• SAM 10% cut (average) No pay cut deserves celebration but I'm certain other employees wouldn't mind swapping. The vacation time in this proposal remains untouched. The company had proposed limiting vacation accrual to four weeks at 20 years. We all value our time off and this proposal protects our vacation. The holidays, however, were reduced from ten days to six days. While this diminishes our time off by four days, maintaining the current vacation accrual schedule substantially mitigates this damage. The job security and scope clause will cause drastic changes for some of our members. The union successfully defended the seniority protection date of 10-31-89 for most, but not all, members. The Utility and Computer Technician groups, however, will be phased-out under this proposal. The union negotiated enhanced severance packages for both of these groups and a one-year bridge to retirement for the Utility members. In addition the phase-out time for Utility will last three years. The Computer Tech phase-out will take place over two years. I take no pleasure in seeing any of this work leave United ­ particularly in light of the current round of furloughs. The company, however, strongly resisted union attempts to protect this work. The double severance package along with up to one year paid medical benefits should help this group transition to another career. We must remember that these terms are superior to any negotiated for the thousands of mechanics furloughed in recent years. We need not be ashamed of the exit terms we secured for these two groups. As far as the offshore outsourcing of 747/777 HMVs, I have little to say. The time to defend that work from leaving UAL occurred in 2003 during the first 1113 filing. I for one am not ready to take a pay cut to save the job of a non-UAL non-union worker in Alabama. Most of the arguments I hear on this issue should have been raised in 2003, not now. Some argue that we should vote this down and force the company to come back with a better deal. This attempt at brinkmanship invites disaster. This is not a time for games; this is not Section 6. If we vote this proposal down then the company will likely proceed directly to court with an 1113(e) motion or choose to go straight to an 1113(c) hearing to abrogate our contract. An 1113(e) motion will probably leave us with an immediate temporary (and retroactive to January 1) 11.5% pay cut along with the 70% sick leave pay. An 1113(c) hearing risks landing us in the courtroom of an angry and impatient judge only too willing to grant the company whatever term sheet it wished. One final point. We must remember that the judge has the final say. Even if we choose to accept, the judge may reject our agreement. The judge only has one responsibility: ensure the financial viability of United Airlines and its successful exit from bankruptcy. In conclusion, we must now vote to accept or reject this LOA. If one chooses to reject then the argument must be made that this membership will follow that path to its logical extreme. That is, if you vote to reject then you must be committed to take self-help action that results in the demise of United Airlines. You must accept the consequences of that decision. You must be willing to accept terminating the health insurance of all employees and retirees. If you are not ready to accept all the consequences of that choice then your commitment will not endure. Given the option of the palatable package negotiated by our own committee, I will choose to accept the proposed LOA. I encourage my fellow AMFA/UAL members to join me in casting a vote to accept. Whether you choose to accept or reject, a yes vote for "self-help" must be selected. To do otherwise threatens the very foundation of our Association. Last, but not least, please vote. Now is not the time to give up. **************************************************************************** Dispute these arguments, the membership voted the agreement down and voted for "self help." The response of the AMFA leadership to UAL and the Court was to agreed to the court imposed temporary abrogation of the AMFA contract. This is the situation that the membership face today. From the beginning, since at least November of the bankruptcy process, UAL has been using the courts to blackmail AMFA into "voluntarily" accepting an abrogation of the contract. Knowing full well, if it doesn't get its way, the courts will abrogate the contract in UAL favor. Negotiations between UAL and AMFA have been undermined from the very beginning by this blackmail of court action -- not just from the present court-imposed negoiations. The AMFA membership have stood up to this blackmail. The temporary cuts imposed by the courts and agreed to by the AMFA leadership may become permanent tomorrow. The membership deserves better. ========================================================= http://www.amfa9.org/NEWS%20ARCHIVE.htm (Bankruptcy Exit Agreement) LETTER OF AGREEMENT by and between UALCORP., UNITED AIR LINES, INC. and Mechanics and Related Employees in the service of UNITED AIR LINES, INC. as represented by THE AIRCRAFT MECHANICS FRATERNAL ASSOCIATION      THIS LETTER OF AGREEMENT, dated as of January 9, 2005, is made and entered into in accordance with the Railway Labor Act by and between UAL Corp. (hereinafter referred to as "UAL"), UNITED AIR LINES, INC. (hereinafter refelTed to as the "Company") and the AIRCRAFT MECHANICS FRATERNAL ASSOCIATION (hereinafter referred to as "AMFA" or the "Union").     WHEREAS UAL, the Company and the Union have reached agreement concerning the revisions to their current collective bargaining agreement (the "2003 Mechanics' Agreement" and, as revised by this Letter of Agreement, the "2005 Mechanics' Agreement") necessary for the Company to emerge from Chapter 11; and     WHEREAS certain of the revisions shall become effective as of January 9, 2005 (the "Effective Date"), assuming the complete satisfaction of the conditions described in paragraph 7 below prior to January 31, 2005 and other revisions shall become effective on the effective date (the "Exit Date") of a plan of reorganization proposed by UAL Corp. (the "Plan of Re()rganization");     THEREFORE the parties to this Letter of Agreement hereby agree as follows:     I. Contract Extension. The amendable date of the 2005 Mechanics' Agreement shall be January 9, 2010. Section XVII of the 2005 Mechanics' Agreement shall read in its entirety as follows:     This Agreement shall become effective January 9, 2005 and shall continue in full force and effect through January 8, 20I0 and shall thereafter renew itself yearly without change each January 9th unless written notice of intended change is served in accordance with Title L Section (l) of the Railway Labor Act by either party at least thirty (30) but not more than two hundred and seventy (270) days prior to January 8, 2010 or January 8 of any year thereafter. If such notice is served, negotiations will commence no more than 30 days after service. If a new tentative agreement is not reached by August 9, 2009 (or any August 9 thereafter, if applicable), the parties will jointly invoke the mediation services of the National Mediation Board under Section 5 of the Act.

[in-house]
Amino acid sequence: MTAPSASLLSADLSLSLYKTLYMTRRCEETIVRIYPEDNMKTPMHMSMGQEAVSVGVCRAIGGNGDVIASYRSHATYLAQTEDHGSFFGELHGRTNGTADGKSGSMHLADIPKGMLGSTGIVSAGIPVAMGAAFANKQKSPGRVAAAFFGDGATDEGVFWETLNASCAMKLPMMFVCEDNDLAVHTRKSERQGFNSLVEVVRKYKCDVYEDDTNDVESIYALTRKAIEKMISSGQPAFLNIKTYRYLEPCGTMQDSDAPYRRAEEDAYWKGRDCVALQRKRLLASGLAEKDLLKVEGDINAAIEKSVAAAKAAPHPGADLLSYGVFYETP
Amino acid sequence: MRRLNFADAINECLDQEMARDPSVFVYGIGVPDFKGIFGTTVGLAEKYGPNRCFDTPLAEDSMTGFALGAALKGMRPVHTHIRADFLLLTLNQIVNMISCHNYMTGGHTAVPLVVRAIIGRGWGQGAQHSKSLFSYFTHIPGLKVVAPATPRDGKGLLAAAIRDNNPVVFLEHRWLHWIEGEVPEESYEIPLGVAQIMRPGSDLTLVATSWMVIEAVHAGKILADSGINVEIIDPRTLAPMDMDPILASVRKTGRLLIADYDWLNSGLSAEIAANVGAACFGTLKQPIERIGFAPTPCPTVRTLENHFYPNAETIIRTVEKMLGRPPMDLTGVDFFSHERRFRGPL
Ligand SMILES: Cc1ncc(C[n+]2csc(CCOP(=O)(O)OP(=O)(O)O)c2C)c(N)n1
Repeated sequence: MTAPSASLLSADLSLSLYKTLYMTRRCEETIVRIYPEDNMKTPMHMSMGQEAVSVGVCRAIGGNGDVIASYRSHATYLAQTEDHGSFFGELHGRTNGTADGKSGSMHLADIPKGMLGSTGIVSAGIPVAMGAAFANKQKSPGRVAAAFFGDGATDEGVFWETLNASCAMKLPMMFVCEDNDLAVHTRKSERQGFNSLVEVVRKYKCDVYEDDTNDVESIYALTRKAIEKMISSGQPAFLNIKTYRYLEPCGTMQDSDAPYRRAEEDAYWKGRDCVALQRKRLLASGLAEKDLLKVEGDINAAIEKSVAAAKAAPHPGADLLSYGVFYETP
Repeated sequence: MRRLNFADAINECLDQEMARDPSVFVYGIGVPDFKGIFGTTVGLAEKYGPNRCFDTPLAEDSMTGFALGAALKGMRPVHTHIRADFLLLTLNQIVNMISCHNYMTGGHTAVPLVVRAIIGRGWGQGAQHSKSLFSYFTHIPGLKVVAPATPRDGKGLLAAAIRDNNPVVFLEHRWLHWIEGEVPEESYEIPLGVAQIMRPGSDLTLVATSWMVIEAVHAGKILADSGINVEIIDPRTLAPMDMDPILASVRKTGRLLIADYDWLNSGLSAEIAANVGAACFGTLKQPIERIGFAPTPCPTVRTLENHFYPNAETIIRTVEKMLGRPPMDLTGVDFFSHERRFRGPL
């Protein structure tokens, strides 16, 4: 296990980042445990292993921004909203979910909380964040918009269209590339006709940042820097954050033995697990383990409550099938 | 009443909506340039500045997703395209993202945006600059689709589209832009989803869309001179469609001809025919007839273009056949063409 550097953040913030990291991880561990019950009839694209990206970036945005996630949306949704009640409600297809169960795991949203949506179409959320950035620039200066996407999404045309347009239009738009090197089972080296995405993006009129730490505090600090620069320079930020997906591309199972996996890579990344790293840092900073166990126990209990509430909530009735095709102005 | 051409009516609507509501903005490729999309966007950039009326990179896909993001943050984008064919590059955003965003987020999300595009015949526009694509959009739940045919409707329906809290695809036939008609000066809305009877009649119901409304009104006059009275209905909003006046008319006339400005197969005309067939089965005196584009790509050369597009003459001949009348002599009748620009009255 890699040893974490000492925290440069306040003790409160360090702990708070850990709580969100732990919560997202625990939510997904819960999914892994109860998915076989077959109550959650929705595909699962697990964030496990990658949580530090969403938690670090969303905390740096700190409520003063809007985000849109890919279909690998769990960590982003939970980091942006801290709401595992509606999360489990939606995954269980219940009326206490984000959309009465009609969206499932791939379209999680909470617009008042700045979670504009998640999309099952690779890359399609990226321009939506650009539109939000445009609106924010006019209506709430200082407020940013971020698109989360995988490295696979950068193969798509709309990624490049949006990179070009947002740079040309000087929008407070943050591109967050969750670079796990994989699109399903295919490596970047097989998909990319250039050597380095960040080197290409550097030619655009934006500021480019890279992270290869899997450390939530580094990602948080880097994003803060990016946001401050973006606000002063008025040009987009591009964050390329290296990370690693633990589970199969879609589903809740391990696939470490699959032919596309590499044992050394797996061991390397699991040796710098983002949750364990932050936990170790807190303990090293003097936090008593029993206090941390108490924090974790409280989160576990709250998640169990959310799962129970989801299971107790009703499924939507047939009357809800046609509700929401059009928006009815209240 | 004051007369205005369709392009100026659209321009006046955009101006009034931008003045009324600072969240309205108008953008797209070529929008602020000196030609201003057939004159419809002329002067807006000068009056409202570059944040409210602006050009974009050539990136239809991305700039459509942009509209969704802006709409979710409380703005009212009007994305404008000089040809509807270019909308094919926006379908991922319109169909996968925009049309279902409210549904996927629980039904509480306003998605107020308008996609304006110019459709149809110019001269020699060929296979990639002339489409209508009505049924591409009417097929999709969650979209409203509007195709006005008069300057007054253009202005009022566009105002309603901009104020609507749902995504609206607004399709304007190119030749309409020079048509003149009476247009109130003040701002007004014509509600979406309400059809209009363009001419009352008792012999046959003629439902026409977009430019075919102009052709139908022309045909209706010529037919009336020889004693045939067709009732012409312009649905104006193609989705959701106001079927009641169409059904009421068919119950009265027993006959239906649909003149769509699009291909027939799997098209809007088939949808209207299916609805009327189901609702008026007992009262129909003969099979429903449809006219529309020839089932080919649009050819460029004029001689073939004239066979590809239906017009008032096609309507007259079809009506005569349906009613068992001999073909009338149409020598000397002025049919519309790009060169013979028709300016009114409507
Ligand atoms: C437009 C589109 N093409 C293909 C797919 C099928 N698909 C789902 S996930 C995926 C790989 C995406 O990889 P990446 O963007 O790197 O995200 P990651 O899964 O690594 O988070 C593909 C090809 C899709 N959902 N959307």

• contact LaborNet

    copyright 2005 © LaborNet